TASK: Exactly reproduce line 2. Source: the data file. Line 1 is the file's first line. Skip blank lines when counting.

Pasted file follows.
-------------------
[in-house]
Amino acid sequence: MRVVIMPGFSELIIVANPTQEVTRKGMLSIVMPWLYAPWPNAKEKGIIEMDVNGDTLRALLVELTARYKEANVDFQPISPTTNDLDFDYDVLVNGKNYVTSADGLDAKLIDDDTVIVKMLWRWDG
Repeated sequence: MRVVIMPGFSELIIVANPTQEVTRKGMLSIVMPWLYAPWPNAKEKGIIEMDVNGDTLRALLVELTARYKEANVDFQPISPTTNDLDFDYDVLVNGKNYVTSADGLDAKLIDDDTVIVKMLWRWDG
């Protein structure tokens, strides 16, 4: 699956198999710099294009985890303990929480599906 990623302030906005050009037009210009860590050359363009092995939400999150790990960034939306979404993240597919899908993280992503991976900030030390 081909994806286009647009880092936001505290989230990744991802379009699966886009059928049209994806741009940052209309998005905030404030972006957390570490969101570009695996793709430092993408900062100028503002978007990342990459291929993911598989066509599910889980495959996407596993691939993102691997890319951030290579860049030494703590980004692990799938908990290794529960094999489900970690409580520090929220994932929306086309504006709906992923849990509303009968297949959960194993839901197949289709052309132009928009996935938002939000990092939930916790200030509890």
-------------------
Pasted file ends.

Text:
Amino acid sequence: MRVVIMPGFSELIIVANPTQEVTRKGMLSIVMPWLYAPWPNAKEKGIIEMDVNGDTLRALLVELTARYKEANVDFQPISPTTNDLDFDYDVLVNGKNYVTSADGLDAKLIDDDTVIVKMLWRWDG